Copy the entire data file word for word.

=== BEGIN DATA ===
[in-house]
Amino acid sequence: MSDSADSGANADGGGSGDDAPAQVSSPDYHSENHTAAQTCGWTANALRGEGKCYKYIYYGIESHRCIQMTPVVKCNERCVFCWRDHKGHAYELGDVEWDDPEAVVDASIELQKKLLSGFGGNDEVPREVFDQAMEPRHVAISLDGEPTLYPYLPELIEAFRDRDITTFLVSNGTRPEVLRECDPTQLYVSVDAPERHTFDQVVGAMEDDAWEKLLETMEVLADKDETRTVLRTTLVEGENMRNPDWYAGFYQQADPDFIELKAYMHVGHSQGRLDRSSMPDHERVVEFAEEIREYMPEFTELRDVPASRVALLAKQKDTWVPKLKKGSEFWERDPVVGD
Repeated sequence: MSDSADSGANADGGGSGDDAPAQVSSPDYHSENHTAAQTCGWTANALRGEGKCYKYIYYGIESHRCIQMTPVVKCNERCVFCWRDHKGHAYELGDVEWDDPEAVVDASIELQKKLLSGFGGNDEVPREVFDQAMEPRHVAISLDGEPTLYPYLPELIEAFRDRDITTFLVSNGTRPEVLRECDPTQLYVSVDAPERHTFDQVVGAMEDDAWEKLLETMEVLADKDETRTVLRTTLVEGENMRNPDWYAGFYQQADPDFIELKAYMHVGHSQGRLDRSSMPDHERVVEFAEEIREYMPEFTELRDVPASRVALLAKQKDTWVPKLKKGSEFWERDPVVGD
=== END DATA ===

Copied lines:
[in-house]
Amino acid sequence: MSDSADSGANADGGGSGDDAPAQVSSPDYHSENHTAAQTCGWTANALRGEGKCYKYIYYGIESHRCIQMTPVVKCNERCVFCWRDHKGHAYELGDVEWDDPEAVVDASIELQKKLLSGFGGNDEVPREVFDQAMEPRHVAISLDGEPTLYPYLPELIEAFRDRDITTFLVSNGTRPEVLRECDPTQLYVSVDAPERHTFDQVVGAMEDDAWEKLLETMEVLADKDETRTVLRTTLVEGENMRNPDWYAGFYQQADPDFIELKAYMHVGHSQGRLDRSSMPDHERVVEFAEEIREYMPEFTELRDVPASRVALLAKQKDTWVPKLKKGSEFWERDPVVGD
Repeated sequence: MSDSADSGANADGGGSGDDAPAQVSSPDYHSENHTAAQTCGWTANALRGEGKCYKYIYYGIESHRCIQMTPVVKCNERCVFCWRDHKGHAYELGDVEWDDPEAVVDASIELQKKLLSGFGGNDEVPREVFDQAMEPRHVAISLDGEPTLYPYLPELIEAFRDRDITTFLVSNGTRPEVLRECDPTQLYVSVDAPERHTFDQVVGAMEDDAWEKLLETMEVLADKDETRTVLRTTLVEGENMRNPDWYAGFYQQADPDFIELKAYMHVGHSQGRLDRSSMPDHERVVEFAEEIREYMPEFTELRDVPASRVALLAKQKDTWVPKLKKGSEFWERDPVVGD